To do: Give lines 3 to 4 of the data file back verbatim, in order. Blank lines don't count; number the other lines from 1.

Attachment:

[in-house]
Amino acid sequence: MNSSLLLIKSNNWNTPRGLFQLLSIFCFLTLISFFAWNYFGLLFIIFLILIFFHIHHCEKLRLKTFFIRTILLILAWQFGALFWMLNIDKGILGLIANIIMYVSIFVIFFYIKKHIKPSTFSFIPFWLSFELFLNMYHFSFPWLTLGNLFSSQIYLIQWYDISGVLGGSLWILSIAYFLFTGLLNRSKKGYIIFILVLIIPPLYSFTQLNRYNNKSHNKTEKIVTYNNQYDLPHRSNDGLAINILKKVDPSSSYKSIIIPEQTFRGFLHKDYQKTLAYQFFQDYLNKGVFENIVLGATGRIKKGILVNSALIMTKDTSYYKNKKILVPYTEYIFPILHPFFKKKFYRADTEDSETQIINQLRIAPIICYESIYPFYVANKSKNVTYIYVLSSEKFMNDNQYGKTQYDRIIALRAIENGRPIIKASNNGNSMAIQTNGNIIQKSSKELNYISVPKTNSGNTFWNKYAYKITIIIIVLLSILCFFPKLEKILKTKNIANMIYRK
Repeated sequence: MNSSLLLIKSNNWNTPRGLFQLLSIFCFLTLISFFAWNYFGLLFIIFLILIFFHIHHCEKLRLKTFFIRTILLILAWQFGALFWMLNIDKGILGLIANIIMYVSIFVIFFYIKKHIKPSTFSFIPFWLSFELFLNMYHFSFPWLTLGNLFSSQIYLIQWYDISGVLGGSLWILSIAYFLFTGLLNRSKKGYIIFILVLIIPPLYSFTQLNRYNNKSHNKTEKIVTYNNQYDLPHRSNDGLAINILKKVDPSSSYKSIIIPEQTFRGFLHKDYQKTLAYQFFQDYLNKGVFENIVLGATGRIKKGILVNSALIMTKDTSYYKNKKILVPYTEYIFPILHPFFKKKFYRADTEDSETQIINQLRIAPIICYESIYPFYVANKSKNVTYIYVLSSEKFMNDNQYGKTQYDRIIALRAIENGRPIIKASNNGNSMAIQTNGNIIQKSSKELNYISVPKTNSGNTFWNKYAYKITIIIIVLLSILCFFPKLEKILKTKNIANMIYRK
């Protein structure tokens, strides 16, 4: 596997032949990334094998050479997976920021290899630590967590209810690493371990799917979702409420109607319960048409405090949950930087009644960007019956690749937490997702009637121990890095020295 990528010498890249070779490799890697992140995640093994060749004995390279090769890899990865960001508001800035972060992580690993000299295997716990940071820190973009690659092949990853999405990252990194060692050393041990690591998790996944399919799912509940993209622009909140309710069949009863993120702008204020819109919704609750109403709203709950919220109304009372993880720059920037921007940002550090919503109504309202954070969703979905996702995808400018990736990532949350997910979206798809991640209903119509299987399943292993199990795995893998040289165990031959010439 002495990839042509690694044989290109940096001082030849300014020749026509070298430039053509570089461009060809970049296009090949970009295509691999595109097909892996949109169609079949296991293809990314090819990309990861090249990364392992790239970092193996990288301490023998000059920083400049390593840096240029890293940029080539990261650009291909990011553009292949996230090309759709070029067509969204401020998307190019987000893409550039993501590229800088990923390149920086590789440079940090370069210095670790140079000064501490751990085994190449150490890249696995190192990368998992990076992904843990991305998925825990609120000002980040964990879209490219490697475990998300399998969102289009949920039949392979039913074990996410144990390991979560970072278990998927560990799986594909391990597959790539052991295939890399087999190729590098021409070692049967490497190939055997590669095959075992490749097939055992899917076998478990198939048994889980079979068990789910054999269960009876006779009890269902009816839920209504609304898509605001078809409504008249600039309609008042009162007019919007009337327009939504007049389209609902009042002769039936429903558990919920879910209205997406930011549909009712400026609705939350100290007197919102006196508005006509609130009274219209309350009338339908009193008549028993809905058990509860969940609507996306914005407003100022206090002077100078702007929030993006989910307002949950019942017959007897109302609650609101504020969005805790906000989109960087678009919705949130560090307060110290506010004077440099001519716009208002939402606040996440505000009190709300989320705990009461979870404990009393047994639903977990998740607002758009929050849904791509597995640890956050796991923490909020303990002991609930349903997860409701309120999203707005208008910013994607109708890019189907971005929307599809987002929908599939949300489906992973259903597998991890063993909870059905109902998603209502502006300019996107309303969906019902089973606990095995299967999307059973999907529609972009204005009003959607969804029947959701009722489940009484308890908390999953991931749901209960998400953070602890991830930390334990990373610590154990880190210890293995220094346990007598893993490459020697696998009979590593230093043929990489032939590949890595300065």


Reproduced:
Repeated sequence: MNSSLLLIKSNNWNTPRGLFQLLSIFCFLTLISFFAWNYFGLLFIIFLILIFFHIHHCEKLRLKTFFIRTILLILAWQFGALFWMLNIDKGILGLIANIIMYVSIFVIFFYIKKHIKPSTFSFIPFWLSFELFLNMYHFSFPWLTLGNLFSSQIYLIQWYDISGVLGGSLWILSIAYFLFTGLLNRSKKGYIIFILVLIIPPLYSFTQLNRYNNKSHNKTEKIVTYNNQYDLPHRSNDGLAINILKKVDPSSSYKSIIIPEQTFRGFLHKDYQKTLAYQFFQDYLNKGVFENIVLGATGRIKKGILVNSALIMTKDTSYYKNKKILVPYTEYIFPILHPFFKKKFYRADTEDSETQIINQLRIAPIICYESIYPFYVANKSKNVTYIYVLSSEKFMNDNQYGKTQYDRIIALRAIENGRPIIKASNNGNSMAIQTNGNIIQKSSKELNYISVPKTNSGNTFWNKYAYKITIIIIVLLSILCFFPKLEKILKTKNIANMIYRK
């Protein structure tokens, strides 16, 4: 596997032949990334094998050479997976920021290899630590967590209810690493371990799917979702409420109607319960048409405090949950930087009644960007019956690749937490997702009637121990890095020295 990528010498890249070779490799890697992140995640093994060749004995390279090769890899990865960001508001800035972060992580690993000299295997716990940071820190973009690659092949990853999405990252990194060692050393041990690591998790996944399919799912509940993209622009909140309710069949009863993120702008204020819109919704609750109403709203709950919220109304009372993880720059920037921007940002550090919503109504309202954070969703979905996702995808400018990736990532949350997910979206798809991640209903119509299987399943292993199990795995893998040289165990031959010439 002495990839042509690694044989290109940096001082030849300014020749026509070298430039053509570089461009060809970049296009090949970009295509691999595109097909892996949109169609079949296991293809990314090819990309990861090249990364392992790239970092193996990288301490023998000059920083400049390593840096240029890293940029080539990261650009291909990011553009292949996230090309759709070029067509969204401020998307190019987000893409550039993501590229800088990923390149920086590789440079940090370069210095670790140079000064501490751990085994190449150490890249696995190192990368998992990076992904843990991305998925825990609120000002980040964990879209490219490697475990998300399998969102289009949920039949392979039913074990996410144990390991979560970072278990998927560990799986594909391990597959790539052991295939890399087999190729590098021409070692049967490497190939055997590669095959075992490749097939055992899917076998478990198939048994889980079979068990789910054999269960009876006779009890269902009816839920209504609304898509605001078809409504008249600039309609008042009162007019919007009337327009939504007049389209609902009042002769039936429903558990919920879910209205997406930011549909009712400026609705939350100290007197919102006196508005006509609130009274219209309350009338339908009193008549028993809905058990509860969940609507996306914005407003100022206090002077100078702007929030993006989910307002949950019942017959007897109302609650609101504020969005805790906000989109960087678009919705949130560090307060110290506010004077440099001519716009208002939402606040996440505000009190709300989320705990009461979870404990009393047994639903977990998740607002758009929050849904791509597995640890956050796991923490909020303990002991609930349903997860409701309120999203707005208008910013994607109708890019189907971005929307599809987002929908599939949300489906992973259903597998991890063993909870059905109902998603209502502006300019996107309303969906019902089973606990095995299967999307059973999907529609972009204005009003959607969804029947959701009722489940009484308890908390999953991931749901209960998400953070602890991830930390334990990373610590154990880190210890293995220094346990007598893993490459020697696998009979590593230093043929990489032939590949890595300065």